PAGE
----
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Jesus what a terrible game.  Shinobi in the arcade was hugely popular and one of Sega’s biggest quarter crunchers of the time.  The original arcade game was markedly different from the exclusive home console Shinobi games, resembling Rolling Thunder more than the straight up action games on the Genesis.  It saw many home ports to nearly every computer format you can imagine and in a surprising twist was released on the NES through Tengen.  They really shouldn’t have bothered as the NES version is a truly awful piece of crap.

The criminal organization known as Zeed have been kidnapping children all around the world and Joe Musashi is here to save the day.  Shinobi was just in time to cash in on the ninja craze of the 80s and was a decent clone of Namco’s Rolling Thunder, proving that the two companies were guilty of copying each other long before Virtua Cop/Time Crisis in the mid-90s.

Why Sega would go nuts and grant a license to release some of their most cherished properties of the time on a competing platform is a mystery.  Tengen were responsible for all of the NES versions of Sega games and each was poorly programmed and instantly recognizable by the oversized black cartridges.  The entire Tengen saga is interesting to read about but if you want more insight as to the behind the scenes this episode of Retronauts explains it all:

Admittedly I was never a fan of Shinobi; the stop and go action didn’t jive with what a ninja was supposed to be in my eyes back then.   Silly, I know.  The NES port of Shinobi is based on the Master System version, itself a well done conversion considering the hardware differences.  However due to incompetency, lack of skill, and the weaker hardware it turned out worse and qualifies as one of the worst games of all time.

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 Split up into 5 stages with numerous sub levels the goal of each stage is to find the kidnapped children and reach the exit in one piece.  “Find” is a bit too strong a description as they are all in plain sight.  Rather than a straight action romp Shinobi borrows from Rolling Thunder.  All enemies are deliberately placed and there are numerous boxes and other such objects to take cover behind and wait to attack.  Like that game you can jump between multiple levels to avoid enemies or grab items.  The level design was above average in the way certain enemies were placed and how you would try and deal with them without getting hit.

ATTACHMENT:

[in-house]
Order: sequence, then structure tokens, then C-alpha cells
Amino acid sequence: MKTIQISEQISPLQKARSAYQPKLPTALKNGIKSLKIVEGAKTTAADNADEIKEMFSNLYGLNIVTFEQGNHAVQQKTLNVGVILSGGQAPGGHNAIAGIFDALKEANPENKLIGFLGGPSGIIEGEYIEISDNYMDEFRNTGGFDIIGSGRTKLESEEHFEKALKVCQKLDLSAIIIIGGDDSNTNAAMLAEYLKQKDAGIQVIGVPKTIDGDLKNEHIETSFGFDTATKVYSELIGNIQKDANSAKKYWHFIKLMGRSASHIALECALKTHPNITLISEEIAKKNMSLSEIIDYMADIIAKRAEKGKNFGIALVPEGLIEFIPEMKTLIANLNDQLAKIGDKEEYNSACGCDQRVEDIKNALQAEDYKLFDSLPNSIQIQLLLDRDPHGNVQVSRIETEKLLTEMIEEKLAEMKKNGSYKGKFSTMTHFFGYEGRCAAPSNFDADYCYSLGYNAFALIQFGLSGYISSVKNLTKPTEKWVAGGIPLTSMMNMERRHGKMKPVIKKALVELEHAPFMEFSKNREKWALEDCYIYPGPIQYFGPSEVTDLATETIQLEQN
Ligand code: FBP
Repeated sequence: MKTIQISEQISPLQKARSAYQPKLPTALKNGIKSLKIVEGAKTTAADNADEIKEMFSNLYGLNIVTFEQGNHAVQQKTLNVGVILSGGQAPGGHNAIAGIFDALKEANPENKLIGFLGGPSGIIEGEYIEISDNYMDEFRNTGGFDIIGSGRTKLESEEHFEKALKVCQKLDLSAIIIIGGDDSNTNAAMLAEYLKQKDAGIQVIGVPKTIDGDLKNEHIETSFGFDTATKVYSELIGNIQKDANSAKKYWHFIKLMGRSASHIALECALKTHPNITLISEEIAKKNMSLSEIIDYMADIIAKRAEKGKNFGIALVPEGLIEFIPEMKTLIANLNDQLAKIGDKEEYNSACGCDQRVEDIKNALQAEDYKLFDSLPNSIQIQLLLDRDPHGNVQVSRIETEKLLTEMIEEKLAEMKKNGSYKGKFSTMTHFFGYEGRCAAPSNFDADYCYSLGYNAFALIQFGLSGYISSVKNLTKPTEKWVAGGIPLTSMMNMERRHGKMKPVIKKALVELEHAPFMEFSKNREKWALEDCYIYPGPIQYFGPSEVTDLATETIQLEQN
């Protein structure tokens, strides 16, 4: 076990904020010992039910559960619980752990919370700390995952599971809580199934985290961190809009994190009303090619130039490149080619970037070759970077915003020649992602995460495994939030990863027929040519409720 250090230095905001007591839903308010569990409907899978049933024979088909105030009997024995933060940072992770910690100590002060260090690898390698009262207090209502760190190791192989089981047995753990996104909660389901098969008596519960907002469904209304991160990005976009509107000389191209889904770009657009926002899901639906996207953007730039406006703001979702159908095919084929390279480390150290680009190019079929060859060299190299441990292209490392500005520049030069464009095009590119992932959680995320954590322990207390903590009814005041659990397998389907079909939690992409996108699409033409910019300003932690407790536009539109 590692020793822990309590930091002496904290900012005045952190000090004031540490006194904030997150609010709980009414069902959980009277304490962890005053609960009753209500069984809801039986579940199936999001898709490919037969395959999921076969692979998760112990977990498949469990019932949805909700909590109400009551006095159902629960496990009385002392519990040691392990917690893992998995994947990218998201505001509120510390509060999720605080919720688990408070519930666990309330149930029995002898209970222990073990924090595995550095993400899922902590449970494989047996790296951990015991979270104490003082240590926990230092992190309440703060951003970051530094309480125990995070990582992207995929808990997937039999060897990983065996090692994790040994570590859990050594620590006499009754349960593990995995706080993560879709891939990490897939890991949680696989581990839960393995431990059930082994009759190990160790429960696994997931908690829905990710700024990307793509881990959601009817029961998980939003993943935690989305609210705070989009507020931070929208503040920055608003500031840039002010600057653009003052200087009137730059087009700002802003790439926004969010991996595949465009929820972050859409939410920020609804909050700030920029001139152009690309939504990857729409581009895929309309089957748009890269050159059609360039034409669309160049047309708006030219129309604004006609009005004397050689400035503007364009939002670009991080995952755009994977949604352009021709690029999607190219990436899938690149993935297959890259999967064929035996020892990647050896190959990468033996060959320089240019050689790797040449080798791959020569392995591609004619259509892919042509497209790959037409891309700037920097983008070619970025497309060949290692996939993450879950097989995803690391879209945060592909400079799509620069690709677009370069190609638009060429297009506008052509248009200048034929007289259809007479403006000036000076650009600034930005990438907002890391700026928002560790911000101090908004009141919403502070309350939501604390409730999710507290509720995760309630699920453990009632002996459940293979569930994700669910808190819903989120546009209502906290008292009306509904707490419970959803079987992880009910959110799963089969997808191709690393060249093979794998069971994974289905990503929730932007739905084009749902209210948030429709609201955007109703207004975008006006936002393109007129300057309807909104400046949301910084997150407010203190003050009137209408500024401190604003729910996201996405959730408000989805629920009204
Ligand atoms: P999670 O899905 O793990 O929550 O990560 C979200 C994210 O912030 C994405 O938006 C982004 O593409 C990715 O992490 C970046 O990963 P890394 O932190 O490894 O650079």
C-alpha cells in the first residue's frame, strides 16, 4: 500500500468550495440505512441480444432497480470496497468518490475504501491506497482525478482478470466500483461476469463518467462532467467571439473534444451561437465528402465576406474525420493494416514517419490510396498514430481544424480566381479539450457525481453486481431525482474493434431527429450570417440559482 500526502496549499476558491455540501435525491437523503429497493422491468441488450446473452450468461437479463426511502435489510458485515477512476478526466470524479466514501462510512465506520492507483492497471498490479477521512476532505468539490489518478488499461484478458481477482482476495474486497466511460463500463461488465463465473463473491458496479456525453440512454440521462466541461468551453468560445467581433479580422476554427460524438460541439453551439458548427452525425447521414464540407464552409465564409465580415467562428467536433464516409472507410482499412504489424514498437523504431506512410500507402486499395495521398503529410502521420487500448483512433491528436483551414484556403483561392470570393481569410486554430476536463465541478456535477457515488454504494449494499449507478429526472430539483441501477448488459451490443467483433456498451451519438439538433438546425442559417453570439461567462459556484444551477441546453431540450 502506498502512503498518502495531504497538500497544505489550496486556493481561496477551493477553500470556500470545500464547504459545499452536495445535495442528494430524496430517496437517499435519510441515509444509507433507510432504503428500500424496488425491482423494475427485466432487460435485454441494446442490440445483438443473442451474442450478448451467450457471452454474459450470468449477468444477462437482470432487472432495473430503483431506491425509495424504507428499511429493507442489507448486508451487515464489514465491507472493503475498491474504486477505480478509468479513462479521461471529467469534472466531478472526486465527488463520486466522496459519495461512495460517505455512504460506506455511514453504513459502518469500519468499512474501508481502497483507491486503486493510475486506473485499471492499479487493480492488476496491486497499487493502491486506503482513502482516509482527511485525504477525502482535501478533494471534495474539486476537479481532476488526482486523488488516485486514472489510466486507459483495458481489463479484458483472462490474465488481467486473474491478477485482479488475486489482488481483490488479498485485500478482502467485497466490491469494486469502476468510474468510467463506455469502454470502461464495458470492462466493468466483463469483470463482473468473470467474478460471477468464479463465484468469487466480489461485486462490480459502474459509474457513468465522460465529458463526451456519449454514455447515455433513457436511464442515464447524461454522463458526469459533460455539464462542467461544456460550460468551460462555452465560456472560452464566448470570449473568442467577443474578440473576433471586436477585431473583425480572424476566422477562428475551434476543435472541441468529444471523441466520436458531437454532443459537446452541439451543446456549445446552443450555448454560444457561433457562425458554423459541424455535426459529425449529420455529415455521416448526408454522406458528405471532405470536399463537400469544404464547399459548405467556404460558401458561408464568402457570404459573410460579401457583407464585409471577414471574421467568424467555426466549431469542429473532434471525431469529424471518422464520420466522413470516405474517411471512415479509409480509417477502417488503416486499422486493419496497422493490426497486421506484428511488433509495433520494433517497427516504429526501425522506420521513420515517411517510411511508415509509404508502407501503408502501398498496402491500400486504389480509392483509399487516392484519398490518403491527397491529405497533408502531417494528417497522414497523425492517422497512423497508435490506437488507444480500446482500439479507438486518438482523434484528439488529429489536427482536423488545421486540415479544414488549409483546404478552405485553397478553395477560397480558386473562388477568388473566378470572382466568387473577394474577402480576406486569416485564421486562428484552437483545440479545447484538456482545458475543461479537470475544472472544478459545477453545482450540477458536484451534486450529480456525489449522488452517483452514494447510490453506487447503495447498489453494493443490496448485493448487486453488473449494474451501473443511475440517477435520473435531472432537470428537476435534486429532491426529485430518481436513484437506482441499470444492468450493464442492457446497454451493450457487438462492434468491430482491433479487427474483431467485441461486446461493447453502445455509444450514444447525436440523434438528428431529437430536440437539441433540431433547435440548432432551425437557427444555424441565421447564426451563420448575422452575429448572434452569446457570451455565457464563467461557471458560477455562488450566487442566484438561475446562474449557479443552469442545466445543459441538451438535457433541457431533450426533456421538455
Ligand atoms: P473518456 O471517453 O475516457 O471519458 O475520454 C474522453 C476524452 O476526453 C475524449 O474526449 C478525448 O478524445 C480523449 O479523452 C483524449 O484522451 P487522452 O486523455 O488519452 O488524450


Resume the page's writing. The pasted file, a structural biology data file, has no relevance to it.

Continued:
The NES version is missing a significant chunk of all of this, to the point where it’s almost a different game.  All of the secondary weapons are missing, leaving you to rely on shuriken and basic kicks to survive.  You can only fire a single projectile at once, which impacts the game severely.  Most levels consist of wide open spaces leaving the enemies in plain sight.   As long as you crouch and walk you’ll avoid getting hit the majority of the time.  The awesome vertical scrolling levels of the arcade game have been redesigned as horizontal stages.  Why all of these changes were made is a mystery as they were completely unnecessary.

The epic boss battles of the arcade have made it over but not without flaws.  The one projectile limit makes these fights nearly impossible, especially the battle against the Black Turtle helicopter.  Although the number of ninja attacking has been capped at 3 they move so fast and unpredictably that you’ll be bounced around and die without a chance to fight back.  Even worse you can’t see your life bar during the fight either.  The hit detection on each boss is so terrible that that it’s impossible to discern whether you are hitting the correct target or not.  Wailing on a massive demon for minutes at a time with no feedback is not fun at all.

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As if ruining the bosses weren’t enough the game is ungodly ugly as well.  The color choices chosen to replicate the arcade’s graphics are so far off the mark it’s unbelievable.  Joe Musashi does not resemble his arcade counterpart in the slightest and looks like a generic army grunt.  The music is an affront to your eyes with its one looping music track and grating sound effects.  Nearly all of the unlicensed Tengen games were in a special class of terrible but Shinobi is in a league of its own.

Normally at this point I would say don’t buy this under any circumstances but like most of the black Tengen carts it’s in short supply and the few that are out there are priced so high no one will bother.   As well they shouldn’t.


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